Ozlem Davis, CPA/CFF

Founder and president of Peer House, an accounting and consulting firm in Lexington, Ky.

 Ozlem Davis, CPA/CFF, is founder and president of Peer House, an accounting and consulting firm in Lexington, Ky.
Ozlem Davis, CPA/CFF, is founder and president of Peer House, an accounting and consulting firm in Lexington, Ky. (Photo by Michael Clubb/AP Images)

‘It is not as scary as it seems …’

Founding a firm: Initially, I did not want my own firm due to the unpredictable nature and liability of ownership. I was working at Kentucky Eagle [a beverage distributor], where we participated in an annual benchmarking study with peers. When the benchmarking study came up for a bid, I established Peer House so I could do the project. I thought it would be something I could do on the side, but it evolved into additional projects. I served as the temporary CFO for distributorships that lost theirs for one reason or another. I realized there may be a niche here to explore. If it did not work out, I could always go back to being an employee. I learned that it is not as scary as it seems to have your own business. You do not have to do or know everything — find your niche and do it well. Refer clients to other experts for services you do not want to specialize in.

Providing outsourced CFO and controllership services: A lot of businesses do not have the resources to cross-train their employees. When coupled with the surge in new entrepreneurs, the need for accounting outsourcing services is high right now. The key to providing good service is to genuinely care about the best interests of your clients. Set clear boundaries and be honest about what services you can provide. Have a great network of peers for referrals. I connect with retired accountants and CFOs who are open to working 10 or 20 hours a week. I am then able to draw upon their expertise and connect them to clients.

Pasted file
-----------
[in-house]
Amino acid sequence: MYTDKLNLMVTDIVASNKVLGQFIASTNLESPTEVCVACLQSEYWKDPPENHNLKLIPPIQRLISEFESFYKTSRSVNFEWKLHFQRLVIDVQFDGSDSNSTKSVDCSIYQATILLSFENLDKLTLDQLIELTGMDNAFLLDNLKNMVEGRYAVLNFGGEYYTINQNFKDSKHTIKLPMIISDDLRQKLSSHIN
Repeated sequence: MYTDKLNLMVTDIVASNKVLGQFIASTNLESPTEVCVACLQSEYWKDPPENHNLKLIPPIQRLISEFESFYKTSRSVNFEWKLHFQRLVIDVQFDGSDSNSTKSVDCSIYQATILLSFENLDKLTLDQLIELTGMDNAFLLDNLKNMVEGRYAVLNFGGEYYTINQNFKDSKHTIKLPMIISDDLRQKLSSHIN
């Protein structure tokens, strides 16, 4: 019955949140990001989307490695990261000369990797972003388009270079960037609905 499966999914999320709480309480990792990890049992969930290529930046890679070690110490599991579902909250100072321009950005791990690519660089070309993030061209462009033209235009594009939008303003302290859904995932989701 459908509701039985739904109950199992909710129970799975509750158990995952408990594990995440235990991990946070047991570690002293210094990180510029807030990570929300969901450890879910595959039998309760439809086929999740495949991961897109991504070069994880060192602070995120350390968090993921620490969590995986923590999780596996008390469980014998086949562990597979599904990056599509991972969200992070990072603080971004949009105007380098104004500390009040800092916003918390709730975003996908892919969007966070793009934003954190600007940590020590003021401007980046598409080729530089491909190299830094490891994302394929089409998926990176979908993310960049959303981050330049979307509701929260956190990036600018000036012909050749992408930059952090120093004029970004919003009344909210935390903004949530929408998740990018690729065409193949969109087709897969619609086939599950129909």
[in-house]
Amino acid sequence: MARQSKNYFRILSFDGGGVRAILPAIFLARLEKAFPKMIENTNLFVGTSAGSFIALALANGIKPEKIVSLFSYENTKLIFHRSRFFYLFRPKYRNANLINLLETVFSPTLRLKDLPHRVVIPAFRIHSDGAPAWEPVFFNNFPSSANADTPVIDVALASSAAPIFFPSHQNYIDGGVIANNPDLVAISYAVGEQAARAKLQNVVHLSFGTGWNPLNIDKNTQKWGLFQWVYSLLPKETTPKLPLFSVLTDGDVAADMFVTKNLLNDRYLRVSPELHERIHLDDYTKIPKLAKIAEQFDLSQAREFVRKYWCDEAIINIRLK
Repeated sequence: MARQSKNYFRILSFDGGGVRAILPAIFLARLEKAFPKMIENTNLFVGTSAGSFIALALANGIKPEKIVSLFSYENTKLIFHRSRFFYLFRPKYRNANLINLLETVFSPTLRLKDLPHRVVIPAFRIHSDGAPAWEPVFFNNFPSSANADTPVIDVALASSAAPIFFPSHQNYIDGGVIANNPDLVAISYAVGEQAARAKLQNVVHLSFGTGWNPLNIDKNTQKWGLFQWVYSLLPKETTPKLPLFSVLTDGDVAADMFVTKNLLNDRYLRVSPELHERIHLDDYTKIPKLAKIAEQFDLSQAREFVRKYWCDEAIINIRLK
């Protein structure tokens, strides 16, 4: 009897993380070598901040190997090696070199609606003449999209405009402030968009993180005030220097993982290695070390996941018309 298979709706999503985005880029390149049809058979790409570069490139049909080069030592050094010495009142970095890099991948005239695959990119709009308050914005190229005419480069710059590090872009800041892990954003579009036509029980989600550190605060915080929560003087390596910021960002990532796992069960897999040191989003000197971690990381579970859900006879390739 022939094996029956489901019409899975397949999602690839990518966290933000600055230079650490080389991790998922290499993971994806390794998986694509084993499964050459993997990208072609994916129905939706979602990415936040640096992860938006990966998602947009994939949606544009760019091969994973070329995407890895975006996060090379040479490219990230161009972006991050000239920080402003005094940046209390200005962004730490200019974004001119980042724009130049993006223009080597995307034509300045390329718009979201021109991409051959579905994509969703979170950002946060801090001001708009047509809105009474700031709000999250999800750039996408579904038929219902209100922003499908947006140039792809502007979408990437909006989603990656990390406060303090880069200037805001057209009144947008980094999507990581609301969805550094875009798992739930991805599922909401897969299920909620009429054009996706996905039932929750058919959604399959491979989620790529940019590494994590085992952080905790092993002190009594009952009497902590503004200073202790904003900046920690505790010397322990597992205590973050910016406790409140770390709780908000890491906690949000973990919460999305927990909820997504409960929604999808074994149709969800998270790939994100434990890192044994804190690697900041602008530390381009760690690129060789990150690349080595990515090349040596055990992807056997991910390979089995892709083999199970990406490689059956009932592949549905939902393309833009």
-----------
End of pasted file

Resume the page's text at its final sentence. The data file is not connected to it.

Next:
Effects of the pandemic on client needs: We were in high demand throughout the pandemic. People were wondering how to cut costs and what their cash flow options were. When the Economic Injury Disaster Loans and Paycheck Protection Program came about, clients had to have their financials in good shape to apply. We were learning on the fly, and things were constantly changing. I hired more staff accountants. My collaboration increased with friends who are specialized in this area. During the pandemic some people realized they love working from home and want to become entrepreneurs. We have several new small businesses coming our way for outsourced accounting.

Being a successful CPA: Successful CPAs are those who are continuously learning. At the same time, they practice self-care. Your knowledge and expertise are the services that you are offering. Do not allow yourself to get burned out. Take time for mental health breaks and spend time with your loved ones. Specialize in an area that you are passionate about and be OK with referring clients to other field experts. Continue networking with peers and use their strengths to leverage work. Have a great IT support team and invest in software and solutions to make your job easier. I really believe in staying in contact with peers because they may have the answers to your questions already. Invest in your team's education and well-being. Most importantly, enjoy yourself. Life is too short not to.


Favorite movies: Schindler's List and Eternal Sunshine of the Spotless Mind.

Favorite book: The Alchemist.

Favorite technology: iPhone.

Favorite apps: YouTube and Netflix.

Favorite item to travel with or keep on your desk: A notepad and pen.


— As told to Lea Hart, a freelance writer based in Virginia. To comment on this article or to suggest an idea for another article, contact Ken Tysiac, the JofA's editorial director, at Kenneth.Tysiac@aicpa-cima.com.

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